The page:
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As Iran vows enrichment to 60%, White House says diplomacy the only way forward

US condemns Tehran’s ‘provocative’ announcement it’ll increase uranium purity to 60%; Israeli analyst: With Natanz out of commission, enrichment at those levels will be limited

President Hassan Rouhani, second right, is shown new centrifuges and listens to head of the Atomic Energy Organization of Iran Ali Akbar Salehi, while visiting an exhibition of Iran's new nuclear achievements in Tehran, Iran, April 10, 2021. (Iranian Presidency Office via AP)
President Hassan Rouhani, second right, is shown new centrifuges and listens to head of the Atomic Energy Organization of Iran Ali Akbar Salehi, while visiting an exhibition of Iran's new nuclear achievements in Tehran, Iran, April 10, 2021. (Iranian Presidency Office via AP)

The White House said Tuesday it remains committed to nuclear negotiations with Tehran despite the Islamic Republic’s “provocative” statement that it will ramp up uranium enrichment, amid high tensions in the Middle East and alleged tit-for-tat attacks between Israel and Iran.

“We are certainly concerned about these provocative announcements,” US President Joe Biden’s press secretary, Jen Psaki, told reporters.

“We believe that the diplomatic path is the only path forward here and that having a discussion, even indirect, is the best way to come to a resolution,” she said.

The meeting came as a flurry of escalations in Iran and at sea threatened to derail ongoing talks aimed at rescuing Iran’s 2015 nuclear deal. The Biden administration opened indirect talks with Iran over the deal last week.

US President Joe Biden speaks in the South Court Auditorium on the White House campus, in Washington, April 7, 2021. (Evan Vucci/AP)

The nuclear talks in Vienna were set to resume Wednesday, but Russia’s ambassador to the UN said they had been postponed by a day. Russia is a signatory of the deal.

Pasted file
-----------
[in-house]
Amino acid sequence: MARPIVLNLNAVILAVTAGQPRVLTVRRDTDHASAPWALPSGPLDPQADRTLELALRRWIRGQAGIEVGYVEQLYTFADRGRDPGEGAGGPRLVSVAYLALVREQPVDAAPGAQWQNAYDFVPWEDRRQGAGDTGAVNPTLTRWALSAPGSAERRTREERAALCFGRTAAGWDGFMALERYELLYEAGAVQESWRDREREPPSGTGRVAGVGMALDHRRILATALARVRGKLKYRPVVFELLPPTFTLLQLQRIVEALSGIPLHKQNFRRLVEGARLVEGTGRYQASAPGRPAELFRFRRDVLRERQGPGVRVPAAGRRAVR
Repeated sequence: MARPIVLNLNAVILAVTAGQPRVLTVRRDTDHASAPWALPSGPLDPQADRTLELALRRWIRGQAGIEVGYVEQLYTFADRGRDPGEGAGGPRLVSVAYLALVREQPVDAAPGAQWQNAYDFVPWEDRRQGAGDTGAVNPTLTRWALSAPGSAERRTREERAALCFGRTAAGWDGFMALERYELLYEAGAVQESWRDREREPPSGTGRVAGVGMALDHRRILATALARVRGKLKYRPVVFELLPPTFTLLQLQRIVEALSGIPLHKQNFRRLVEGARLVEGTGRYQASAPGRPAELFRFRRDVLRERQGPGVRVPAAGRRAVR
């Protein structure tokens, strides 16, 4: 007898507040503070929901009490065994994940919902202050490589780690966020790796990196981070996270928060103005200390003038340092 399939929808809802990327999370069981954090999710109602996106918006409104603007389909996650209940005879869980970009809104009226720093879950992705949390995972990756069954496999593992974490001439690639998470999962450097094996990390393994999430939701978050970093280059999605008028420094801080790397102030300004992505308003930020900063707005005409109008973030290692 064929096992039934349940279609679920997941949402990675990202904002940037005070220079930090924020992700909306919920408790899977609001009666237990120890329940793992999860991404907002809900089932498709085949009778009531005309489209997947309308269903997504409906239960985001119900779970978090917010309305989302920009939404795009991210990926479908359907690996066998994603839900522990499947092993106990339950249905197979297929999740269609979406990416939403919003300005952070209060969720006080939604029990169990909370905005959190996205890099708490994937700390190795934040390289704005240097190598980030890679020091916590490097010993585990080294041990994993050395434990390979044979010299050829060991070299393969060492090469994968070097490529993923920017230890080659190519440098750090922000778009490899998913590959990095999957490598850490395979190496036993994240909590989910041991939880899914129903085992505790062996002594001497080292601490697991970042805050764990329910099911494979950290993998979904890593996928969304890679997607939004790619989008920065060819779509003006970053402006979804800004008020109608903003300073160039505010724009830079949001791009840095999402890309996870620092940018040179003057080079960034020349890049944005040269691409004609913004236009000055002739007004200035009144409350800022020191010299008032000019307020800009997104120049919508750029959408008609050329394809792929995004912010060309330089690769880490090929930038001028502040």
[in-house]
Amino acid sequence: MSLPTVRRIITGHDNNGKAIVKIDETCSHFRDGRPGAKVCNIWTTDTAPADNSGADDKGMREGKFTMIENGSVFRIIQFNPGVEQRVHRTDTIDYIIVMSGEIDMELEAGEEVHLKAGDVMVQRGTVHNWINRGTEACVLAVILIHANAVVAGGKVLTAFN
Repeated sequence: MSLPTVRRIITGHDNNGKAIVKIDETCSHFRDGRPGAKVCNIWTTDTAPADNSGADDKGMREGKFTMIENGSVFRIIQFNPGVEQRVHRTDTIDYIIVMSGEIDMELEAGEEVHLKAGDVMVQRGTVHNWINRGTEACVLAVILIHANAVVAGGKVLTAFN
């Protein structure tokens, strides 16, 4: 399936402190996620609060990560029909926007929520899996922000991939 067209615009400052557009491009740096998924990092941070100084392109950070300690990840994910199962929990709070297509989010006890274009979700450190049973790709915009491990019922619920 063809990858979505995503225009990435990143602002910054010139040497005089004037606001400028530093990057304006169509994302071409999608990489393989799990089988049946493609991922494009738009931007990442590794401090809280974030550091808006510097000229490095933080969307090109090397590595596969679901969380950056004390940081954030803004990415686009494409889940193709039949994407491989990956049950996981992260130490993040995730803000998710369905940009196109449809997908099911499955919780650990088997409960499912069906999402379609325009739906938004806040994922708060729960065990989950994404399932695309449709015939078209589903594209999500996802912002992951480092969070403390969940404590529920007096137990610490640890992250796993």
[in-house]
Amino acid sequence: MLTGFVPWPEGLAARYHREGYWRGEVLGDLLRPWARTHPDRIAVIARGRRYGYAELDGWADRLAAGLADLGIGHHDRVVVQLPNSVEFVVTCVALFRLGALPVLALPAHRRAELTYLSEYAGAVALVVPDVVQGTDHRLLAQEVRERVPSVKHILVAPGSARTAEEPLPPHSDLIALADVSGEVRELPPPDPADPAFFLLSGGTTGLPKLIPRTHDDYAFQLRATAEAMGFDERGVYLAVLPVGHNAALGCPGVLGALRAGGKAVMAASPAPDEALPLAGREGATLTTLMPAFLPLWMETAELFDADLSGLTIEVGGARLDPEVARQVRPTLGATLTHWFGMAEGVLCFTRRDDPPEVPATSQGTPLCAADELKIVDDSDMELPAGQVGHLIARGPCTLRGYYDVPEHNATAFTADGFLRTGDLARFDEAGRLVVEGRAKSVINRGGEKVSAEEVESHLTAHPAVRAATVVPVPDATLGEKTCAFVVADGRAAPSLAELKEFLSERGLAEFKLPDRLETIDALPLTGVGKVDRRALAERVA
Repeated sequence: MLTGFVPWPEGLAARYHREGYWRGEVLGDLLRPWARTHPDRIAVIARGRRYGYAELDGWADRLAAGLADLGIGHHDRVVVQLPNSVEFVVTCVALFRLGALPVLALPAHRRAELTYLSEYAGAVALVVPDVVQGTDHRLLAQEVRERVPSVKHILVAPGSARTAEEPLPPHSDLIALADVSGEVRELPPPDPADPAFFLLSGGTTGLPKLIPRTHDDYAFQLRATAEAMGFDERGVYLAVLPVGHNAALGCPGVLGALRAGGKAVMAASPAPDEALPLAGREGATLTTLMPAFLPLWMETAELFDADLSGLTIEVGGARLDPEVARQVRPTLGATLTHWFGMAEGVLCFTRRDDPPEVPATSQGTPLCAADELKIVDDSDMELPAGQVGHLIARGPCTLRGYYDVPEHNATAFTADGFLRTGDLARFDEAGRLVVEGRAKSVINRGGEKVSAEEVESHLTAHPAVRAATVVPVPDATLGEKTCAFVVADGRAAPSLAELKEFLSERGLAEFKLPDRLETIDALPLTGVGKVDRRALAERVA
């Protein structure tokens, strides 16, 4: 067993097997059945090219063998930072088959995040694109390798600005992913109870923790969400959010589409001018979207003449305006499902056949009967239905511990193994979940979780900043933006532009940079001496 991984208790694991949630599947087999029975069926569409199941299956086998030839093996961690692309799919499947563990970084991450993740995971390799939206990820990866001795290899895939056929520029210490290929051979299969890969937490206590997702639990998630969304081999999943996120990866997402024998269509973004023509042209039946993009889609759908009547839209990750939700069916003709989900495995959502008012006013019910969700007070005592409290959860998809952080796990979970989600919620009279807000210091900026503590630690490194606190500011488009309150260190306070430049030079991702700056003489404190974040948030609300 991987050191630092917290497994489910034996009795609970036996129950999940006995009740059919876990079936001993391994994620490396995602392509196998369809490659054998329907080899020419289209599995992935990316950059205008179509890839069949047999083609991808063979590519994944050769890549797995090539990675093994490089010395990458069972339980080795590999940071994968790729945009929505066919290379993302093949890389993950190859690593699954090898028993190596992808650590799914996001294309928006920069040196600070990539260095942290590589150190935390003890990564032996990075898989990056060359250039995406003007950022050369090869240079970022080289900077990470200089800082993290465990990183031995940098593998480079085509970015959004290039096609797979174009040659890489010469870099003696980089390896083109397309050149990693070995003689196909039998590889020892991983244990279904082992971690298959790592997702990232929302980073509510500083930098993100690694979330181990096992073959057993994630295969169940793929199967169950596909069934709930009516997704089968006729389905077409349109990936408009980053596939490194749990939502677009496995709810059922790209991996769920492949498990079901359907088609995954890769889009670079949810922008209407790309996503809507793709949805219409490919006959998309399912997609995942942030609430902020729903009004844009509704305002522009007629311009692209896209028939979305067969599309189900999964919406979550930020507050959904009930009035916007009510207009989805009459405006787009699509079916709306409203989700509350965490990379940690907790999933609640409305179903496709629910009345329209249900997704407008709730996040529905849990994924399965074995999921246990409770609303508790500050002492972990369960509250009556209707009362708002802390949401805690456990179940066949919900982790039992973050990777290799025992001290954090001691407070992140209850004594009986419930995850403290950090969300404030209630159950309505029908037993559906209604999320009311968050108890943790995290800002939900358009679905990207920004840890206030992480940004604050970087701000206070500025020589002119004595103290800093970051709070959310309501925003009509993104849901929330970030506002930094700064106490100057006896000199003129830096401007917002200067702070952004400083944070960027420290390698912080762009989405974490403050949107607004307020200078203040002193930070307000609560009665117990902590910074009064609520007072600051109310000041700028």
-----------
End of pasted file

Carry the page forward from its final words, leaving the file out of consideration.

On Tuesday, Iran said it was stepping up uranium enrichment to an unprecedented 60 percent and installing new centrifuges in response to a Sunday attack on its Natanz nuclear facility, which it has blamed on Israel. Washington has denied any involvement. The 60% step will bring Iran closer to the 90 percent purity threshold for military use and shorten its potential “breakout time” to build an atomic bomb.

Iran has threatened Israel over the strike, and an Israeli-owned ship was attacked in the Gulf of Oman Tuesday, the latest incident in the shadow maritime war between Tehran and Jerusalem.

The details of the Natanz incident and extent of the damage are still murky. The event was initially described only as a blackout in the electrical grid feeding above-ground workshops and underground enrichment halls, but later Iranian officials began referring to it as an attack, and an Iranian official on Monday specified that it was a blast that knocked out the plant’s primary and backup power.

Iran’s Foreign Ministry said it damaged some of Iran’s first-generation IR-1 centrifuges, the workhorse of its nuclear program. Unsourced Israeli media reports have claimed that the entire plant, with some 6,000 centrifuges, remains out of action, and that various kinds of centrifuges, included advanced ones, were damaged.

Enrichment to 60% marks a significant escalation and is a short technical step away from weapons-grade uranium. Iran had been enriching up to 20%, and even that was a short step from weapons-grade levels of 90%.

Iran’s Natanz nuclear facility on April 7, 2021 (Planet Labs Inc. via AP)

An Israeli TV report on Tuesday said that Iran will only be able to enrich very small quantities of uranium to 60% since Natanz is still out of commission following the Sunday attack.

Channel 13 analyst Alon Ben David said that despite Iranian officials’ vow to begin the higher enrichment process on Wednesday, they cannot do it at Natanz, since the 6,000 centrifuges there remain inoperable.

There are 1,000 centrifuges at Iran’s Fordo nuclear facility that can enrich to 60% in very small quantities, which did not appear to constitute a significant threat, the Israeli analyst said.

Iran’s semi-official Fars news agency said its atomic energy agency will initiate preparatory steps to ramp up enrichment on Tuesday night. The report said the damaged IR-1 centrifuges will be replaced with new machines that have a higher capacity.

The International Atomic Energy Agency confirmed in a statement that Iran warned it will start enriching uranium up to 60% purity.

In a report to member states, the IAEA’s director-general, Rafael Mariano Grossi, “said Iran had informed the Agency that the country intends to start producing UF6 enriched up to 60 percent,” the statement said.

Earlier Tuesday, Iranian Foreign Minister Mohammad Javad Zarif said the attack at Natanz could hurt the negotiations in Vienna.